Additional reading from www.astronomynotes.com
Prior to the invention of the telescope, an observer could see the following objects with the unaided eye:
- The Sun;
- The Moon;
- The five planets: Mercury, Venus, Mars, Jupiter, and Saturn;
- The stars.
If you recall from Lesson 1, we discussed that the position of the Sun in the sky appears to drift with respect to the background stars (we didn’t discuss it in depth, but the Moon also drifts with respect to the stars–this should be more obvious because we can observe it night after night!). We can’t see the stars during the day, so the Sun’s drift is not obvious to most of us. However, we know that many civilizations in the pre-telescopic era were familiar with the drift of the Sun with respect to the stars. For example, they carefully studied the heliacal risings and settings of stars and used these to mark dates on their calendars. The heliacal rising of a star is the first day it is visible just before dawn, which is a direct indication of the Sun’s drift with respect to the stars. If the Sun happens to be from our point of view in front of a particular star, say Sirius, that star will rise just before dawn only on one day of the year. The next day, Sirius will rise four minutes earlier because of the Sun’s eastward drift along the ecliptic.
Check this out...
There is more information on helical risings from Stanford on their site: "Ancient Observatories, Timeless Knowledge".
As you can see from the list in the first paragraph, there are only five planets visible to the naked eye. For these same observers, what distinguished planets from stars is, again, their motion. Planets also appear to drift compared to the background stars but in a more complicated manner than the Sun.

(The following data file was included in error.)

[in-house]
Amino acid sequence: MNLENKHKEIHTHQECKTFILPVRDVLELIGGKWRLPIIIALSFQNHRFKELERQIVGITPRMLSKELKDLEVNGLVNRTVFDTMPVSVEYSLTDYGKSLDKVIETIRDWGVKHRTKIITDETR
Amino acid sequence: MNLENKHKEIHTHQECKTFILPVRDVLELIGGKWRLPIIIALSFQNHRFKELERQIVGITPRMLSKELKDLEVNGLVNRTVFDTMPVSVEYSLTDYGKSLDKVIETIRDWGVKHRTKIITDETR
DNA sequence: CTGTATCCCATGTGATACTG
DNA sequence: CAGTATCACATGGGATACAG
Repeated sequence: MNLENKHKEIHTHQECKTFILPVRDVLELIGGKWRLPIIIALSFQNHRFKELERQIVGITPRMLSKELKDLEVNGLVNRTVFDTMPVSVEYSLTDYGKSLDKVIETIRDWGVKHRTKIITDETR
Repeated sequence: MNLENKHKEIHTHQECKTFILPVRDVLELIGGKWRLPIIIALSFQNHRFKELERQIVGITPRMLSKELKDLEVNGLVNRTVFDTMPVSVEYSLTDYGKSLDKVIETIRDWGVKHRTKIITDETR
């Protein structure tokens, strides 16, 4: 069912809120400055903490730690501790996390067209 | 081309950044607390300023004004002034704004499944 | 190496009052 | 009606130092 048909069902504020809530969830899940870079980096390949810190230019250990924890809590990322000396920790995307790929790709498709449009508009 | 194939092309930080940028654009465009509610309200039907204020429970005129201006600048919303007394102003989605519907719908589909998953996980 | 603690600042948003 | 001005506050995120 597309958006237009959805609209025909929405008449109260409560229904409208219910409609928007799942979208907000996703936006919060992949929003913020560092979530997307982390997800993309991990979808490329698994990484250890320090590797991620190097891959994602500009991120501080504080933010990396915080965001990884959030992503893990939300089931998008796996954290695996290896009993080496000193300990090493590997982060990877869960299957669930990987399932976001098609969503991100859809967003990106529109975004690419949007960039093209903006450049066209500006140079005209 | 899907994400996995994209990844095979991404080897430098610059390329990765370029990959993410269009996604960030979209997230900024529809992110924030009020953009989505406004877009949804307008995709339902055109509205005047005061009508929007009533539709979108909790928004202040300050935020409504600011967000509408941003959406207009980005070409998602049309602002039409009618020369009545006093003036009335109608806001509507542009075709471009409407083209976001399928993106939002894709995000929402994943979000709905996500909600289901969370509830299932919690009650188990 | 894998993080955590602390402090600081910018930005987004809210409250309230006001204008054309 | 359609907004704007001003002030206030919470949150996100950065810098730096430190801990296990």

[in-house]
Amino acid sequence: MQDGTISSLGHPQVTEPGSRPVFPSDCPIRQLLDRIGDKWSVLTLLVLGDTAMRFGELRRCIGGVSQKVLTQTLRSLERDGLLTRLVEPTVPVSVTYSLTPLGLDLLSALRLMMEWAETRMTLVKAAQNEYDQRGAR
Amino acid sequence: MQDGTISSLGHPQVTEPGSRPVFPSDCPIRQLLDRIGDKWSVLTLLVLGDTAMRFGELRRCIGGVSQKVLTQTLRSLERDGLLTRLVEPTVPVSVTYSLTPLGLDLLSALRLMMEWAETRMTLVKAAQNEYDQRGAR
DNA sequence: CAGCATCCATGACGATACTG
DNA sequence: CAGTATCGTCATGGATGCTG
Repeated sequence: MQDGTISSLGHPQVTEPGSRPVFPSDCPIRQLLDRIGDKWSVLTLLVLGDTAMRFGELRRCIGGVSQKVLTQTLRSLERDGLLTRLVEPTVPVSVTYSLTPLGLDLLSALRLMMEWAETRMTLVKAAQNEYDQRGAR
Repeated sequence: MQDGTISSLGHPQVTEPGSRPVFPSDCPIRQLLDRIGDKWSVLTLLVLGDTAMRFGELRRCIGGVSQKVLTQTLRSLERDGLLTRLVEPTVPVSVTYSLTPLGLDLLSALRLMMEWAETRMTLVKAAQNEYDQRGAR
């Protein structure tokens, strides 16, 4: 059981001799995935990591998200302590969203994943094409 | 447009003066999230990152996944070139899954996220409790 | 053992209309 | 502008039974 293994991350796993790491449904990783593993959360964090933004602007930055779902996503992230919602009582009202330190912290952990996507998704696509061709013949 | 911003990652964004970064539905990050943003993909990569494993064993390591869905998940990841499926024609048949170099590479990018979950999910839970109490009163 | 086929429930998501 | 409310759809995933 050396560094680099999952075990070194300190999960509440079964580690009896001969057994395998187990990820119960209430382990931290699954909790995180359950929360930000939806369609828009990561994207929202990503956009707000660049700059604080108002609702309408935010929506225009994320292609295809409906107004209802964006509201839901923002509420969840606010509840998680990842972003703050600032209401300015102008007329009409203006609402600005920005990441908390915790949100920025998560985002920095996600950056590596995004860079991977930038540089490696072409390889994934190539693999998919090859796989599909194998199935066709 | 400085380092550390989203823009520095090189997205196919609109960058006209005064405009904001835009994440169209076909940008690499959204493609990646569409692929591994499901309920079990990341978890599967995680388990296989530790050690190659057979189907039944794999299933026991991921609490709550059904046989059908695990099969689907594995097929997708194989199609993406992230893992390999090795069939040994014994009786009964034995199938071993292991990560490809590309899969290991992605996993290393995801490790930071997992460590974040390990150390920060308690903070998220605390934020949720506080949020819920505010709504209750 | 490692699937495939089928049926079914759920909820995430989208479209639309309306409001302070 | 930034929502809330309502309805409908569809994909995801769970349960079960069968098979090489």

Test this with Starry Night!
Let's investigate two examples...
- Open up Starry Night. Set it to the following:
- location = somewhere in Pennsylvania
- date & time = May 6, 2008 @ 9:30pm
- time flow rate = 1 sidereal day
- constellation labels and stick figures turned on (if you press "k" on the keyboard, it accomplishes this for you without having to use the menu or options tab)
- Press play (or click on the forward one step button at least a dozen times), and you will watch Mars' location change with respect to the stars over the course of a few weeks or a few months.
- For the second example, open a new Starry Night session and set it to the following:
- date & time = June 6, 2003 @ 3:30am
- Otherwise, use all of the same settings as you used above.
- Again, press play or click on the forward one step button at least a dozen times. How did the path of Mars differ between the two examples?
Below is a composite image created of Mars during the 2003 time period you simulated with Starry Night:
You may want to try to avoid reading the caption at this link, though, because it gives away the punchline to this lesson.
If you study your Starry Night path of Mars or the APOD image above, you will find that the first part of Mars’ motion is prograde, or eastward compared to the stars, just like the Sun. However, around July 30, Mars has slowed down and proceeds to move retrograde, or westward compared to the stars. Then, it slows down again and begins prograde motion again! If you study the other naked-eye planets, for example, Jupiter and Saturn, you find that they exhibit the same behavior. This path is often referred to as a "retrograde loop." Again using Mars as an example, its retrograde loop is not always identical. The dates of the beginning and ending of the retrograde loop, the shape of the path of the loop with respect to the stars, and the point along the ecliptic at which the loop begins changes.
For the rest of this lesson, we are going to again study the geometry and motion of the solar system and, by the end, we will show that we can easily explain this complicated motion of Mars. While this seems simple in retrospect, it took thousands of years for scientists to determine the solution!